Washington is reeling over the news that Senator Ted Kennedy is suffering from a malignant brain tumour. Tests revealed the tumour after the Senator was admitted to hospital over the weekend after suffering from a seizure. Politicians from Capitol Hill and the campaign trail have expressed their remorse (watch Democrat Senator Byrd’s emotional address to the Senate here.)  

But the grind goes on for Clinton and Obama as the results from the Kentucky and Oregon primaries roll in.

In Kentucky, CNN is reporting that Clinton beat Obama across all age groups, income groups and education levels. 89% of Tuesday’s voters in Kentucky were white, according to the exit polls.

But as we publish, Obama is claiming the majority of pledged delegates in Iowa, a symbolic bookend to his campaign, given that Iowa is the state that gave him his first surprise victory. He’s still tiptoeing around claiming outright victory — according to The New York Times, “Obama does not want to appear to be pushing Mrs. Clinton out of the race, preferring instead to treat her gracefully as a worthy Democratic fighter, not as a stubborn nemesis.”

But the underlying message from his camp is clear: this race is over. Now for the real fight.

Kennedy’s career. Though the White House eluded his grasp, Kennedy is considered one of the most effective legislators of the past few decades. Learn more about Kennedy. He had major roles in passage of the Civil Rights Act of 1964, the Voting Rights Act of 1965, the 1990 Americans with Disabilities Act, the 1993 Family and Medical Leave Act, the Kennedy-Hatch Law of 1997 and two increases in the minimum wage. He endorsed Barack Obama for president before Super Tuesday’s primaries, support that was considered a boon for the candidate. — CNN

Did McCain Create an HDTV Monster? Marie Curie died from exposure to radium, her greatest discovery. Jim Fixx, who sold Americans on the health benefits of running, was killed by a heart attack at 52. To this roster of ironic demise we may soon add John McCain, the Senate’s pre-eminent champion of high-definition TV. — Timothy Noah, Slate

McCain’s vision for the court. Successful politicians know how to attract attention, and how to avoid it, so it’s worth noting that John McCain chose to give his speech about the future of the judiciary on May 6th, a day when the political world was preoccupied with the Democratic primaries in Indiana and North Carolina. It is significant, too, that Senator McCain spoke mainly in generalities, rather than about such specific issues as abortion, affirmative action, and the death penalty. But even if he hoped to sneak the speech past a distracted public, and have its coded references deciphered only by the activists who were its primary target, its message should not be lost on anyone. McCain plans to continue, and perhaps even accelerate, George W. Bush’s conservative counter-revolution at the Supreme Court. — Jeffrey Toobin, The New Yorker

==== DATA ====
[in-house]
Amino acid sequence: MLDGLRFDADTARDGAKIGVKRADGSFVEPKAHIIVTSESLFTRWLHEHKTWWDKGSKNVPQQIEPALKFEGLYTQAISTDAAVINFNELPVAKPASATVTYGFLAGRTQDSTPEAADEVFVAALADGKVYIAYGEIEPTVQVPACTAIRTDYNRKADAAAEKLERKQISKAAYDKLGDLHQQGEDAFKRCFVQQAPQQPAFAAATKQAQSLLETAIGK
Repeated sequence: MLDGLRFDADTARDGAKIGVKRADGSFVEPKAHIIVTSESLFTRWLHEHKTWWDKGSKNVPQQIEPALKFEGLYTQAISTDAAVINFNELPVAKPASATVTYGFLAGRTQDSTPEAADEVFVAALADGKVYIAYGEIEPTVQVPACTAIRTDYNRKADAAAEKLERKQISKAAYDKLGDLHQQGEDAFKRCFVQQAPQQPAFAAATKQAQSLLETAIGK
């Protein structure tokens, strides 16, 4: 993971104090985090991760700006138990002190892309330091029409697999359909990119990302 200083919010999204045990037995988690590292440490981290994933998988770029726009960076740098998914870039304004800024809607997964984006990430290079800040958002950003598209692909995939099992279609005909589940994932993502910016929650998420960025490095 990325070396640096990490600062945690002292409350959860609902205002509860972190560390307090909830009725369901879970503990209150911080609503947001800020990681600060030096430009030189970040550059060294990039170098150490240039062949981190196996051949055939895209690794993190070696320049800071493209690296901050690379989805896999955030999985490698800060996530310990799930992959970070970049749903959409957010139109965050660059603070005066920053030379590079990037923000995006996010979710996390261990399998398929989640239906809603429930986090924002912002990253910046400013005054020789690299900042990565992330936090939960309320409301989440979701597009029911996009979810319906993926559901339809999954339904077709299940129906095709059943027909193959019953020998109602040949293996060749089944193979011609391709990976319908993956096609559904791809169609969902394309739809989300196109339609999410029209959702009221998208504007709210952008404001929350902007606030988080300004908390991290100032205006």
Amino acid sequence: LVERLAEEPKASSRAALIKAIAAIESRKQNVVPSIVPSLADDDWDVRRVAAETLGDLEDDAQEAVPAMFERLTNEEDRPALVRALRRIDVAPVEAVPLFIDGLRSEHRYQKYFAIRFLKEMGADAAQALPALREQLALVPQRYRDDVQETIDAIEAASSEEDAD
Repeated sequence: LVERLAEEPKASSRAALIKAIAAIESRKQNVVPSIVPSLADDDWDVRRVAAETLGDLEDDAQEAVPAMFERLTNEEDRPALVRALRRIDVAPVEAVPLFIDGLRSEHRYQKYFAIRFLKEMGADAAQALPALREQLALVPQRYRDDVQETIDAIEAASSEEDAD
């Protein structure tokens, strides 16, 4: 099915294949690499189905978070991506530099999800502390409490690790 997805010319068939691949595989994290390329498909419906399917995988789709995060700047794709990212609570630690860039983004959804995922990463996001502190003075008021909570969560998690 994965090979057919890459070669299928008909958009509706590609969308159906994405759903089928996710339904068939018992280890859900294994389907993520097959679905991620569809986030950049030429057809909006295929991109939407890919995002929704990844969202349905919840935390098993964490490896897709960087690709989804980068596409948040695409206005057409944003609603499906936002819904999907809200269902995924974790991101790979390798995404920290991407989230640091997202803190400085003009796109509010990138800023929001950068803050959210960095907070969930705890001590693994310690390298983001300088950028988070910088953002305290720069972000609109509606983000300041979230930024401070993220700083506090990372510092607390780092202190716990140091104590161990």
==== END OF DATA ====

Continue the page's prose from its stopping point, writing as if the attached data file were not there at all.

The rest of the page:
Why Hillary won’t, and shouldn’t, quit. Let me suggest that pride, honor and a sort of unforgiving toughness are not male or female qualities. They are the qualities of leaders. It’s hard to imagine Margaret Thatcher or Golda Meir or Indira Gandhi doing a Tammy Wynette — standin’ by their man. They might well have done so, but the reason we have a difficult time picturing such a thing is because they had leadership qualities that, whether male or female, suggest otherwise. Hillary Clinton is now exhibiting those leadership qualities. In rejecting the chorus of demands that she get out of the race, she is acting as any leader would. Take a tour of statues throughout the world, and while you will find plenty of historical figures who lost battles, you will find none to “A Gracious Loser.” As Vince Lombardi or Leo Durocher — both famous for mythical statements about winning and losing — could have told you, there is no such thing. You lose hard. You lose tough. You lose only when you are beat. — Richard Cohen, The Washington Post

Rove working for McCain? Fox News hosts routinely introduce Rove as a “former senior advisor to President Bush,” “the architect,” a “political wizard” and a “famed political consultant.” But never has he been introduced as he should be — as an informal advisor and maxed-out donor to John McCain’s presidential campaign.  — Salon